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Black-eyed Susan, Rudbeckia hirta

Black-eyed Susan, Rudbeckia hirta

PriceFrom $5.00

Rudbeckia hirta, commonly known as Black-Eyed Susan, is a vibrant and resilient flowering perennial that belongs to the Asteraceae family. Native to North America, this species is celebrated for its striking daisy-like blooms and its ability to thrive in a wide range of growing conditions. Its iconic black "eye" at the center of the golden petals makes it a popular choice for gardens, landscapes, and wildflower meadows.


Appearance:The Rudbeckia hirta plant typically grows to a height of 2 to 3 feet (30 to 90 cm) and spreads about 1 to 2 feet (30 to 60 cm) in width. Its sturdy, upright stems are covered in coarse, slightly hairy foliage that adds to its rugged charm. The leaves are lance-shaped, dark green, and have a rough texture due to fine hairs.


Flowers:The most distinctive feature of Rudbeckia hirta is its stunning blooms. These flowers emerge in mid to late summer and continue to adorn the plant through early fall. Each flower consists of bright yellow to orange-yellow petals that surround a deep, almost-black central disk. The disk is what gives rise to the "black-eyed" appearance, creating a captivating contrast against the vibrant petals. The individual flowers are about 2 to 3 inches (5 to 7.5 cm) in diameter and are borne atop strong stems that sway gracefully in the breeze.


Cultural Requirements:Black-Eyed Susans are remarkably adaptable plants, making them a favorite among gardeners. They thrive in full sun to partial shade, with full sun promoting the most prolific flowering. These plants are well-suited for a variety of soil types, including well-drained and moderately fertile soils. Once established, they display moderate drought tolerance, though consistent moisture is recommended for optimal growth and flowering.


Landscaping Uses:Rudbeckia hirta can serve as versatile additions to various garden styles and settings. They make excellent choices for wildflower gardens, meadows, cottage gardens, and even formal landscapes. Their long-lasting blooms attract butterflies, bees, and other pollinators, enhancing the ecological value of the area. Additionally, the flowers can be used for cut arrangements, bringing their cheerful colors indoors.


Maintenance:Maintaining Rudbeckia hirta is relatively straightforward. Deadheading spent flowers encourages continuous blooming and prevents self-seeding. At the end of the growing season, the plant's foliage can be cut back to the ground, as it tends to die back during the winter. Mulching around the base of the plant can help protect the roots and conserve soil moisture.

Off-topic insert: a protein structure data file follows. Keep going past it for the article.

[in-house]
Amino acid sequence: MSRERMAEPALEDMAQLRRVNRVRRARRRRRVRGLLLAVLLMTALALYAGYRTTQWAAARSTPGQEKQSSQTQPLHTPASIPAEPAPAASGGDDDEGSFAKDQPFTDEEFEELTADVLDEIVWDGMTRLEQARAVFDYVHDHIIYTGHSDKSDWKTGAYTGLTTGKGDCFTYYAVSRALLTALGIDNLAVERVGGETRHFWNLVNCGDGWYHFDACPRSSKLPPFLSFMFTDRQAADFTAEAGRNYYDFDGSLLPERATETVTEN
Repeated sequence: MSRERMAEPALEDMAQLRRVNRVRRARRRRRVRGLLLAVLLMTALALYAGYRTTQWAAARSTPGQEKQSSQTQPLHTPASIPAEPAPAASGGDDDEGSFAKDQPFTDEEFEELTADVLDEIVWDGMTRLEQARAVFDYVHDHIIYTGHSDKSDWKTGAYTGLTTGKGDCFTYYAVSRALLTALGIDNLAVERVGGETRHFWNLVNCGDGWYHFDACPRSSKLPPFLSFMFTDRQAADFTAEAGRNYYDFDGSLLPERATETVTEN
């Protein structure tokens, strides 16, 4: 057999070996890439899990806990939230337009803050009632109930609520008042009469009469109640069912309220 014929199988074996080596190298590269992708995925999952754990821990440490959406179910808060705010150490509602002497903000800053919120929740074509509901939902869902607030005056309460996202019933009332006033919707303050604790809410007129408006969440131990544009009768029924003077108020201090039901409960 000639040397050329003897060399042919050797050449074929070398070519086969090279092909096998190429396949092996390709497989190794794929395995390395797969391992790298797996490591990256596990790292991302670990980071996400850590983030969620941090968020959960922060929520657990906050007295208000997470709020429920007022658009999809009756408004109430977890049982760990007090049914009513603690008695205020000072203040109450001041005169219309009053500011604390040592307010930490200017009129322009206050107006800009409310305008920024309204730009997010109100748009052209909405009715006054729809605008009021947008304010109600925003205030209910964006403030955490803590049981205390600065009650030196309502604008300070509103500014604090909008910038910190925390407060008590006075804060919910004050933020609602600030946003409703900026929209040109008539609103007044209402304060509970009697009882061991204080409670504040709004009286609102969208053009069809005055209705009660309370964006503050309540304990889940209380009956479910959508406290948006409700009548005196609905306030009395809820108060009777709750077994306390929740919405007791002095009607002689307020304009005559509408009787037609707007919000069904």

Propagation:Black-Eyed Susans can be propagated through seeds or division. Seeds can be sown directly into the garden in the fall for spring germination, or indoors before the last frost for transplanting. Division is typically done in early spring or fall by separating the clumps into smaller sections and replanting them.


Pest and Disease Resistance:Rudbeckia hirta is relatively resistant to pests and diseases, making it a low-maintenance choice for gardens. However, like any plant, it can occasionally be susceptible to issues like aphids, slugs, and powdery mildew.

With its sunny disposition and captivating blooms, Rudbeckia hirta is a beloved perennial that adds a touch of warmth and charm to a variety of landscapes. Its ability to thrive in diverse conditions, coupled with its pollinator-friendly qualities, makes it a welcome addition to gardens and naturalistic settings alike. Whether in a formal border or a wildflower meadow, the Black-Eyed Susan never fails to bring joy and beauty to those who admire it.


Light: Full to part sun

Moisture: Average

Form: Flower

Size: 2-3' tall and 1-2' wide

Life Span: Short lived perennial

Salt Water Flooding Tolerance: Not tolerant

Salt Spray/Soil Tolerance: Low/None

Soil: Sand

pH: Adaptable

Zones: 8A, 8B, 9A, 9B, 10A, 10B

Flower Color: Yellow

Bloom Season: Spring to Fall

Fruit Color: Brown

Noted for: Showy Flowers

Recommended Uses: Wildflower gardens, roadside wildflowers, meadows

Native Habitats: Roadsides


Considerations: While this is a short-lived perennial, it is usually grown as an annual. Readily self-seeds.

Wildlife: Seeds are eaten by small birds. Larval host for the silvery checkerspot (found only in extreme North Florida)


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